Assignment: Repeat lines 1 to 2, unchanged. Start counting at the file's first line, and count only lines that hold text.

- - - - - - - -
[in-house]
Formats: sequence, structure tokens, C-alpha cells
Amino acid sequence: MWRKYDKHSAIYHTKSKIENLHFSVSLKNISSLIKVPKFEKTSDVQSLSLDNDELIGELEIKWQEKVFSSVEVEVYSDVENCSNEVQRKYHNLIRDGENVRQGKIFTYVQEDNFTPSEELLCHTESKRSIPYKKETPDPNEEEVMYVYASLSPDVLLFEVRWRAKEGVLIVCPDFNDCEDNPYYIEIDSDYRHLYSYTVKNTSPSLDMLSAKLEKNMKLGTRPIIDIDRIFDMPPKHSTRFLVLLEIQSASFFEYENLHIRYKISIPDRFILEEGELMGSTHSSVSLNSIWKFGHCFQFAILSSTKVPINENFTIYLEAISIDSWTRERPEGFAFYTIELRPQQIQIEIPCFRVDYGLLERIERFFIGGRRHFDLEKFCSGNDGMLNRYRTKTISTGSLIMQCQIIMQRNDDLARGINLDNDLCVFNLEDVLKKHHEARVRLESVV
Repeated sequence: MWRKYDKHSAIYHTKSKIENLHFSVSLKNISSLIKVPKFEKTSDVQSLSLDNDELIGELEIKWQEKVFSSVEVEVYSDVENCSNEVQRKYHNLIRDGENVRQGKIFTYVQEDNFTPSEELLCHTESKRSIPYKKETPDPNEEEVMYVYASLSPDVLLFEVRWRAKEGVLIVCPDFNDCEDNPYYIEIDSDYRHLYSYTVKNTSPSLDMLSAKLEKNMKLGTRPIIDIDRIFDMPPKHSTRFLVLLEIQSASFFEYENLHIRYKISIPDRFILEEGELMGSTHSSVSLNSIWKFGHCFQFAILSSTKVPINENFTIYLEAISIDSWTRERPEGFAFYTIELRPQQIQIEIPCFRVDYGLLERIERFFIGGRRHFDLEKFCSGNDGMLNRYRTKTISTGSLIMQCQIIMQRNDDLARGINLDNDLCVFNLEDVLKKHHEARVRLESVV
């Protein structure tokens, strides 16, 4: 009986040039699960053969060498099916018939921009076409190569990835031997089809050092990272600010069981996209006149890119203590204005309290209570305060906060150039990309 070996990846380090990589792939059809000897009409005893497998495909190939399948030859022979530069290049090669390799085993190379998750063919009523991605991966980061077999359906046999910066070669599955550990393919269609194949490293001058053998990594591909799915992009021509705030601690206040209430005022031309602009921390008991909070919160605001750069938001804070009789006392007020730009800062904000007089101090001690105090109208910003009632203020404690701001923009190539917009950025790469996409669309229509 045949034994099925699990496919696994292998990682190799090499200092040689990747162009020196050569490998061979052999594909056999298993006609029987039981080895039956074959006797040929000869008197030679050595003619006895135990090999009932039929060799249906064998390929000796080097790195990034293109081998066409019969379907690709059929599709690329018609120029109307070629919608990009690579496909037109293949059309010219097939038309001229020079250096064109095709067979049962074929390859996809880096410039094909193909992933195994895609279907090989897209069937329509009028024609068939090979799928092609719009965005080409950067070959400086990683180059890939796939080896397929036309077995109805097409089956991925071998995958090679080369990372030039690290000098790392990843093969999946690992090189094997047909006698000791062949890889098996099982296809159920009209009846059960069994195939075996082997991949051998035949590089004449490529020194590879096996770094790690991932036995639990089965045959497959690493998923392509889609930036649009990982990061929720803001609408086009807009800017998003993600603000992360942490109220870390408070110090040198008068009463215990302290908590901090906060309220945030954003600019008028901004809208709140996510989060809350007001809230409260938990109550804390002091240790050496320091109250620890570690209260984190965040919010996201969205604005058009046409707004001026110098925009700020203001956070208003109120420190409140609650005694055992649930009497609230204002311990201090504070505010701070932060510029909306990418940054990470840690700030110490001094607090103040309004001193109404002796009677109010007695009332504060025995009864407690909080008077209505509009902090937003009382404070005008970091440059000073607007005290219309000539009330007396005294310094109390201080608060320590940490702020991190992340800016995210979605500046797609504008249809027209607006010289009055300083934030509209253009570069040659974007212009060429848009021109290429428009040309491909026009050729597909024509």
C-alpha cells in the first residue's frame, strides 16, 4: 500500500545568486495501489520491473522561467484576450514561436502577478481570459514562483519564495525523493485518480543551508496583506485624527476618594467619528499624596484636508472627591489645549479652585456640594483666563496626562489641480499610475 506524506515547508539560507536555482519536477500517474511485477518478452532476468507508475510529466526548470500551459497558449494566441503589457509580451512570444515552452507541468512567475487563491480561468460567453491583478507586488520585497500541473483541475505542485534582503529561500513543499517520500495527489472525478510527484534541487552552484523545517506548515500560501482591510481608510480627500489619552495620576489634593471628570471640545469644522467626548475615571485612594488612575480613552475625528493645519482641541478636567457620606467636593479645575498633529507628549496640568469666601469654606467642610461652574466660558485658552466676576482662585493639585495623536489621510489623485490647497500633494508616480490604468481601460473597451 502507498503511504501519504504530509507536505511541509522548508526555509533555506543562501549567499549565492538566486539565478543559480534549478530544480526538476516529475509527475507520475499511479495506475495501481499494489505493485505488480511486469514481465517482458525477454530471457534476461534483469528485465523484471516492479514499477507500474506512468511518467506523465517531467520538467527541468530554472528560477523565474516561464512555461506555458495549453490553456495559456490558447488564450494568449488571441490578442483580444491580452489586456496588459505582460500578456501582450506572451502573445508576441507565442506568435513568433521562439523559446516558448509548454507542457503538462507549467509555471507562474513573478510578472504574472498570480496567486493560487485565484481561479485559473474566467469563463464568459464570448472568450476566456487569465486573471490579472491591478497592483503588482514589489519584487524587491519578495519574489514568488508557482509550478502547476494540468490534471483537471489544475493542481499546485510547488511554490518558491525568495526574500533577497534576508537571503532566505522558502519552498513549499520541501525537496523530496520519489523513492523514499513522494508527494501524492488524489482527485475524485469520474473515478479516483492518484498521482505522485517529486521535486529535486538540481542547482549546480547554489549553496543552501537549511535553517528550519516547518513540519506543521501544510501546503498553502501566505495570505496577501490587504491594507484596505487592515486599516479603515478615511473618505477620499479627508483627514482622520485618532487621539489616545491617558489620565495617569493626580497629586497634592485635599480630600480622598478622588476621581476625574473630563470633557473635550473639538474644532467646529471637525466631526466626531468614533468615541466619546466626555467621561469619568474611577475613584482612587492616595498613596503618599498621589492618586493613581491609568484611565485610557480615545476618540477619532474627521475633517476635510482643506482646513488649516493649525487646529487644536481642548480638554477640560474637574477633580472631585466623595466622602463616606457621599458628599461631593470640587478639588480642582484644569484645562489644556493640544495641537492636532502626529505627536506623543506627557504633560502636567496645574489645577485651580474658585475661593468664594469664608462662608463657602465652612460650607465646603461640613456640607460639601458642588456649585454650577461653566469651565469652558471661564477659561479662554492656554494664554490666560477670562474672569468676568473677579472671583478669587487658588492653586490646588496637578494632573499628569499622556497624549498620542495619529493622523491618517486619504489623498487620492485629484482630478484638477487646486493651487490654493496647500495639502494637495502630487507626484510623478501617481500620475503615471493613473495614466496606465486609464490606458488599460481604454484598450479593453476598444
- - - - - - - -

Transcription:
[in-house]
Formats: sequence, structure tokens, C-alpha cells